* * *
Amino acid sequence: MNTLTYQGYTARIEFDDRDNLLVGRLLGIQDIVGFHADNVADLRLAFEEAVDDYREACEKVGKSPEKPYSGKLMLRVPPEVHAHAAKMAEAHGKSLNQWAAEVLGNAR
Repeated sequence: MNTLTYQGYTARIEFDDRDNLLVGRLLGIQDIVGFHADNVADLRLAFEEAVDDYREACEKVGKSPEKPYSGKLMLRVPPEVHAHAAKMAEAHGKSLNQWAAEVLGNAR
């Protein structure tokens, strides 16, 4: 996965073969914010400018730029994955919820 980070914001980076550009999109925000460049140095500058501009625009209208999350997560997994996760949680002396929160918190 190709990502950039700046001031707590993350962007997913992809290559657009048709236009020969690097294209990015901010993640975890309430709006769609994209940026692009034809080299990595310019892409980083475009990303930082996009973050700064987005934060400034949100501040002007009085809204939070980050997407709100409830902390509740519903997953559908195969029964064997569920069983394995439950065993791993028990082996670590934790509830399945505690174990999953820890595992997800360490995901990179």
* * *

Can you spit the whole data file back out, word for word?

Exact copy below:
Amino acid sequence: MNTLTYQGYTARIEFDDRDNLLVGRLLGIQDIVGFHADNVADLRLAFEEAVDDYREACEKVGKSPEKPYSGKLMLRVPPEVHAHAAKMAEAHGKSLNQWAAEVLGNAR
Repeated sequence: MNTLTYQGYTARIEFDDRDNLLVGRLLGIQDIVGFHADNVADLRLAFEEAVDDYREACEKVGKSPEKPYSGKLMLRVPPEVHAHAAKMAEAHGKSLNQWAAEVLGNAR
């Protein structure tokens, strides 16, 4: 996965073969914010400018730029994955919820 980070914001980076550009999109925000460049140095500058501009625009209208999350997560997994996760949680002396929160918190 190709990502950039700046001031707590993350962007997913992809290559657009048709236009020969690097294209990015901010993640975890309430709006769609994209940026692009034809080299990595310019892409980083475009990303930082996009973050700064987005934060400034949100501040002007009085809204939070980050997407709100409830902390509740519903997953559908195969029964064997569920069983394995439950065993791993028990082996670590934790509830399945505690174990999953820890595992997800360490995901990179």